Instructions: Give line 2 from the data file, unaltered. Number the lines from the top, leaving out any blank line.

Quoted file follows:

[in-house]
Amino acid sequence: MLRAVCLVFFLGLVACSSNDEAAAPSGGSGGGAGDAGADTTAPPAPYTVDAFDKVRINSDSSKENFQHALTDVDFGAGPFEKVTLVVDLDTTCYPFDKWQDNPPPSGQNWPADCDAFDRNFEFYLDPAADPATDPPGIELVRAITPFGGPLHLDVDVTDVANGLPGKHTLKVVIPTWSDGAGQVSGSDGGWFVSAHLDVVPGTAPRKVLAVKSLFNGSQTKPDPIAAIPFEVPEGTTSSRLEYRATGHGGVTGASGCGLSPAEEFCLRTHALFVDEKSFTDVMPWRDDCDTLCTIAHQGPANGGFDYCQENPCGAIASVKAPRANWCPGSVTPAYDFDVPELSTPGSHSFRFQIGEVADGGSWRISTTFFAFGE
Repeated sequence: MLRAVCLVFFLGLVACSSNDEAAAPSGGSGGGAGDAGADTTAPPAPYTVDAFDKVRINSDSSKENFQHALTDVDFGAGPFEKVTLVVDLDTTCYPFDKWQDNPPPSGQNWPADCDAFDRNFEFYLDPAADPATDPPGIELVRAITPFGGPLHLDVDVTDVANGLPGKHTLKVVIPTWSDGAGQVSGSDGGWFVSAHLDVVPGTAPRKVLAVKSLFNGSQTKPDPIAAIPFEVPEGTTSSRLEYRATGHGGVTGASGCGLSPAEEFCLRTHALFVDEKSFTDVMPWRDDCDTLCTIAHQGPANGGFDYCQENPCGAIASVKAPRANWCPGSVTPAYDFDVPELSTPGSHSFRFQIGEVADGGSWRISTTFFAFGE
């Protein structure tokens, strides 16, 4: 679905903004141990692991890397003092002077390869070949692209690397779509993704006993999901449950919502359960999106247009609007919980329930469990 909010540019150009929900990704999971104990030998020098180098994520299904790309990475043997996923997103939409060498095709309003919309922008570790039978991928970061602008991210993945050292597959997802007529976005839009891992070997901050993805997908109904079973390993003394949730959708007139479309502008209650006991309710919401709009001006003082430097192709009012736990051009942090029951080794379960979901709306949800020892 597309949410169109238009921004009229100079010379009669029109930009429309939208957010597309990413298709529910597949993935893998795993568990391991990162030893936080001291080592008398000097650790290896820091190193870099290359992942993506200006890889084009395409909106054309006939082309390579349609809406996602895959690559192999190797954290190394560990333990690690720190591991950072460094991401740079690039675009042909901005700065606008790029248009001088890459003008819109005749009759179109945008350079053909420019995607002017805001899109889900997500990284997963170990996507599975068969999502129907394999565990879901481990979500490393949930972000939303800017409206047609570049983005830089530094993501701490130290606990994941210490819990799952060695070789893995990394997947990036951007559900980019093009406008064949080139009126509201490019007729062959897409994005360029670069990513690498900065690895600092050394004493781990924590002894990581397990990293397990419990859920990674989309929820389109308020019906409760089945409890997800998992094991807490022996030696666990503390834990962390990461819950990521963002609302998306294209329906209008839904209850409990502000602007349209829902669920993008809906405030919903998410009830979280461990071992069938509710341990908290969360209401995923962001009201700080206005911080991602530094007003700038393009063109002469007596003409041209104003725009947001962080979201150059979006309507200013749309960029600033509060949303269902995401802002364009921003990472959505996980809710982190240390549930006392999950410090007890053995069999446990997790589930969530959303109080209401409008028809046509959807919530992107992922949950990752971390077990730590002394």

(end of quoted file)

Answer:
Amino acid sequence: MLRAVCLVFFLGLVACSSNDEAAAPSGGSGGGAGDAGADTTAPPAPYTVDAFDKVRINSDSSKENFQHALTDVDFGAGPFEKVTLVVDLDTTCYPFDKWQDNPPPSGQNWPADCDAFDRNFEFYLDPAADPATDPPGIELVRAITPFGGPLHLDVDVTDVANGLPGKHTLKVVIPTWSDGAGQVSGSDGGWFVSAHLDVVPGTAPRKVLAVKSLFNGSQTKPDPIAAIPFEVPEGTTSSRLEYRATGHGGVTGASGCGLSPAEEFCLRTHALFVDEKSFTDVMPWRDDCDTLCTIAHQGPANGGFDYCQENPCGAIASVKAPRANWCPGSVTPAYDFDVPELSTPGSHSFRFQIGEVADGGSWRISTTFFAFGE